Chief Diversity Officer and Associate Provost Mark Brimhall-Vargas will be leaving his position at Tufts on Jan. 10 after a year and a half of serving in the role. He will assume the role of Vice President for Diversity, Equity and Inclusion at Brandeis University upon his departure.
In a Nov. 2 email from Provost David Harris sent to the university community, Harris praised Brimhall-Vargas for all the work he has done during his time at Tufts.
“He has done a fantastic job of launching initiatives that are helping us achieve goals identified in the report of the Council on Diversity, and the Tufts University Strategic Plan,” Harris wrote, adding that he will initiate the search process for a replacement in the near future.
Brimhall-Vargas explained that he was not in the job market, but accepted a competitive offer when Brandeis University’s search firm approached him. In his new position, Brimhall-Vargas will have a team working under him, helping him to make a stronger impact on student life, he said.
“I will have people that will report to me,” Brimhall-Vargas said. “I will have more direct control over systematic responses to student needs.”
Brimhall-Vargas is the first person to serve in the role of Chief Diversity Officer at Tufts.
“When I was hired, I was told that the institution really wanted to be transparent about its progress toward diversity, equity and inclusion goals,” Brimhall-Vargas said.
This objective spurred him to create the Diversity Dashboard, one of his first projects at Tufts, he said. Brimhall-Vargas explained that he wanted to calculate and present numerical data about the members of the Tufts community in a variety of categories to help illuminate diversity and the lack thereof in the university.
“We wanted to disaggregate by school, by race, by gender, precisely so that if someone comes to our website thinking that they want to come to Tufts in any of our schools, they would know what to expect in terms of the population that’s there,” Brimhall-Vargas said.
Brimhall-Vargas explained how other projects he worked on included a training program for faculty search and selection committee members, various programs with the Group of Six, the University Chaplaincy and the Jonathan M. Tisch College of Civic Life. More recently, he said he helped in organizing dialogues to help students process their thoughts and emotions throughout the election cycle.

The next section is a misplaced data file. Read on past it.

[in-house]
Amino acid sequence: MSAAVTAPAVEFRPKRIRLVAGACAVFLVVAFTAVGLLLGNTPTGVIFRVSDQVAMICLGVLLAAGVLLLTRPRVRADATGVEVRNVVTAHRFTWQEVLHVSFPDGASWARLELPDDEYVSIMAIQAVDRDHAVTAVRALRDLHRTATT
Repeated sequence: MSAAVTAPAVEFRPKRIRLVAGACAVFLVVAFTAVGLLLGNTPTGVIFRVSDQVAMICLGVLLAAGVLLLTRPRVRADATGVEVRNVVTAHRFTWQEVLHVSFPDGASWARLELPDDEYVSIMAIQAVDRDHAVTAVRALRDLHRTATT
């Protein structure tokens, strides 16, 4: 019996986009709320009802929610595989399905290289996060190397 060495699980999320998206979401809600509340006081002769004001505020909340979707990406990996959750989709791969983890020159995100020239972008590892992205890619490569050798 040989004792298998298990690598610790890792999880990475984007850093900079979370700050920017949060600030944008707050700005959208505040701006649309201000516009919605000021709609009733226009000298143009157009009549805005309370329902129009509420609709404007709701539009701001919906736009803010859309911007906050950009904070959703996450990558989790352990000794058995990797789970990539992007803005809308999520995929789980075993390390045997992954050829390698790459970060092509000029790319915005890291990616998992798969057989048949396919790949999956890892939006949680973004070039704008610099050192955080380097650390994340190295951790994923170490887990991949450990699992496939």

Moving forward, Brimhall-Vargas also said he hopes that the Graduate Student Climate Survey that he has been working on for the past few months come to fruition, adding that he is uncertain if the survey will only be put out once the position is filled again.
“I certainly want to make sure that the instrument itself is ready and has gone through the vetting process,” Brimhall-Vargas said.
He added that he hopes the Trans Support Task Force he started along with LGBT Center Director Nino Testa (G ’13) will have adequate leadership in the future, as both founders are leaving Tufts in the coming months.
While Testa does not directly report to Brimhall-Vargas, he described the Chief Diversity Officer as a friend and an ally. Testa praised Brimhall-Vargas for his ability to forge connections between organizations.
“I think that Mark challenged a lot of us here to come out of our little silos and to work together across a lot of different offices, programs, departments [and] schools across the university to see what could be done if we thought a little bit more ambitiously and broadly about what diversity and inclusion mean at Tufts,” Testa said.
Tufts Community Union (TCU) Senate Diversity and Community Affairs Officer Benya Kraus described Brimhall-Vargas as a unifying point for all the various diversity efforts that occur throughout Tufts. She praised his strategical thinking, humility and receptiveness to student initiatives.
“He provides a voice and an understanding that’s so critical to making us become a more inclusive space,” Kraus, a junior, said.
Kraus expressed concern about finding a suitable replacement for Brimhall-Vargas and hopes that the university takes steps to make sure that the best person possible is hired.
“It’s easy for a lot of these institutions to write off diversity just by hiring somebody to be the image and voice of diversity,” Kraus said.
Both Testa and Brimhall-Vargas added that their identifications as LGBT professionals had no connection to their decisions to leave the university. Both said that the recent departures of other LGBT-identifying staff members such as former Dean of Undergraduate Admissions Lee Coffin and former Director of the Women’s Center Steph Gauchel were purely coincidental.
“I think that what’s happening is that there are enough professional staff and faculty who also identify as LGBT that the regular comings and goings of movement from job to job is going to look like a lot of LGBT people coming and going, but that it doesn’t really mean anything with respect to that particular identity,” Brimhall-Vargas said.
Brimhall-Vargas said he hopes that he is remembered at Tufts as someone who was genuinely concerned for student welfare.
“The one thing that I hope people remember in terms of what I brought to Tufts was a sense of care and commitment to individual students in addition to the larger picture of where Tufts should go,” Brimhall-Vargas said.